Aurelia Montgomery, principal of Knoxville Catholic High School, told NCR that a portrait of O’Connell hangs in a row of photographs of clergy -- three bishops and two priests -- who were instrumental in the development of the school.
She said the photo is high up on the wall near the school’s back entrance. “It is not displayed in any prominent way at all,” she said.
Montgomery, who has worked in Knoxville Catholic schools since 1978 as a teacher, principal, assistant superintendent and superintendent, said she does not believe displaying O’Connell’s photo creates an intimidating atmosphere or sends a bad signal to students.
“I believe that it is appropriate to have history displayed,” she said. “For example, if I had a history of my family with photographs and a member of my family did something that we would not want to display or have emulated … I would not destroy that picture. That person would not be erased from the history of the family,” she said.
O’Connell is, in fact, an “adopted” member of Montgomery’s family. “Bishop O’Connell was adopted as a member our family by my mother, who passed three years ago,” Montgomery said. O’Connell blessed the marriage of Montgomery’s son, and she keeps a photograph of the bishop, her son, his bride and herself in her office. Until very recently, she hung a second picture of O’Connell and herself in her office but has replaced that with a photo of Pope John Paul II.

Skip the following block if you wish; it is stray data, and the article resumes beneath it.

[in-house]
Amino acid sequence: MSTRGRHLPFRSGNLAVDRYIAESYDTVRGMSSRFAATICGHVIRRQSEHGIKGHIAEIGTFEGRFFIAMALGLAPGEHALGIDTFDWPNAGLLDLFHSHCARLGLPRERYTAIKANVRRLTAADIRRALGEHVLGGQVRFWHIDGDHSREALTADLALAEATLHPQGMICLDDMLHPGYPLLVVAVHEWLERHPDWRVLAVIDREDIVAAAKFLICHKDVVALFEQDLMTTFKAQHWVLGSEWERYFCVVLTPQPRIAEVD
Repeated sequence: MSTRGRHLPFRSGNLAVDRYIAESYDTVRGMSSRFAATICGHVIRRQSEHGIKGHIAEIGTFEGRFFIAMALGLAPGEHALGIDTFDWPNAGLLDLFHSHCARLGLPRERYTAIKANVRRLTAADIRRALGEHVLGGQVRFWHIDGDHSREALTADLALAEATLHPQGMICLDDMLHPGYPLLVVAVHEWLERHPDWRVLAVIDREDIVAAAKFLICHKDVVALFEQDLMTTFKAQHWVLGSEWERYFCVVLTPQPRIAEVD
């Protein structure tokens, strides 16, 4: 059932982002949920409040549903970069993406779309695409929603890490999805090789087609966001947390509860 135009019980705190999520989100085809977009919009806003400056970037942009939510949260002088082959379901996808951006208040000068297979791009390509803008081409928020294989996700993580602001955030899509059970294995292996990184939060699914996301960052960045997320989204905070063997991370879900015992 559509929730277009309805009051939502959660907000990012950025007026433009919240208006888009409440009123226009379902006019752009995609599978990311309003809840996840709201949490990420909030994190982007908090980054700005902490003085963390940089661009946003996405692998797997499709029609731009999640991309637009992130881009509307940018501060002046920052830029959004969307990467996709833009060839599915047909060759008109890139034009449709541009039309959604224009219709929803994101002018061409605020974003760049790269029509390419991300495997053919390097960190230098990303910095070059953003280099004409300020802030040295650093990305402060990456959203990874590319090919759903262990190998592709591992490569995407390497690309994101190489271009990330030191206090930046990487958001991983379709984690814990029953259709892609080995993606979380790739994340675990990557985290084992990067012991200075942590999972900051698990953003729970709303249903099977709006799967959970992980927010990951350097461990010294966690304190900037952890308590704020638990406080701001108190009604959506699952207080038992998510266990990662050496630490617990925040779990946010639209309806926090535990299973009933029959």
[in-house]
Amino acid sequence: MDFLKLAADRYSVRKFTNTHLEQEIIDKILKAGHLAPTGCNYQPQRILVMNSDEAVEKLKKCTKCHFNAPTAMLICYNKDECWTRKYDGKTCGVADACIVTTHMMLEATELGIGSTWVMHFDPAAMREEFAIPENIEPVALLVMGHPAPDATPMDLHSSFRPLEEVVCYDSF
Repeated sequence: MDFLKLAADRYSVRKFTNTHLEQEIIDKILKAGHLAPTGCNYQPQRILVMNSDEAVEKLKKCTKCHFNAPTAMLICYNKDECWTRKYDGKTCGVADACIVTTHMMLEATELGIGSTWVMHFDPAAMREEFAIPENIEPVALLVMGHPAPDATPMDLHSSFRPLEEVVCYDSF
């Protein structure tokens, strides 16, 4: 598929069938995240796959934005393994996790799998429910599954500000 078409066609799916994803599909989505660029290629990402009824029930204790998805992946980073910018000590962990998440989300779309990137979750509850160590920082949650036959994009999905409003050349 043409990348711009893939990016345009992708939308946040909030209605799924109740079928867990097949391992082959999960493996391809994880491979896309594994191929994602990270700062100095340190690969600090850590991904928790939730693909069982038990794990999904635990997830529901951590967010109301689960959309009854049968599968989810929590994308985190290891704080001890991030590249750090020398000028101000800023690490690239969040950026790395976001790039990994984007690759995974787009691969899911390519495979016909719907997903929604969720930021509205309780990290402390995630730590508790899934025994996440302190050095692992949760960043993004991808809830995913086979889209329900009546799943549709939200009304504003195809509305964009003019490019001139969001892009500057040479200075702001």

She said there are no plans to remove O’Connell’s photos from the school. She also said that the students understand O’Connell’s full history. When O’Connell resigned from Palm Beach, she held an assembly and read the student body a letter from Bishop Joseph Kurtz, the current bishop of Knoxville.
Vance said this appeal to history is an attempt to gloss over O’Connell’s crimes and in a sense to redeem him. When people tell her, “We should hate the sin but love the sinner,” Vance replies, “We’re caught in a web of forgiveness, but we call that cheap forgiveness when it is not based on fact.”
Vance said she hears people saying things like what O’Connell did “happened more than 30 years ago” or that it was “a consenting relationship” or that “it was an indiscretion” and “we all make mistakes.”
These are not true, Vance said. She wants to make sure these facts are not glossed over. “O’Connell admitted he sexually abused minors,” Vance said.
Just because no victims have stepped forward in the Knoxville diocese does not mean they are not there, she told NCR. She is convinced that if the diocese were more aggressive in seeking out victims, more would come forward. “But the diocese will do nothing,” she said.
“The statute of limitations is going to run out and close the victims off from justice,” Vance said. “That’s why the diocese of Knoxville is willing to let this go on because it’s to their advantage.”
Last year the parishes in the diocese sent a “spiritual bouquet” (prayer intentions) to O’Connell “to honor him on his 40th anniversary as a priest. “You can’t tell me that people understand the situation when they honor him in this way,” Vance said.
National Catholic Reporter, February 6, 2004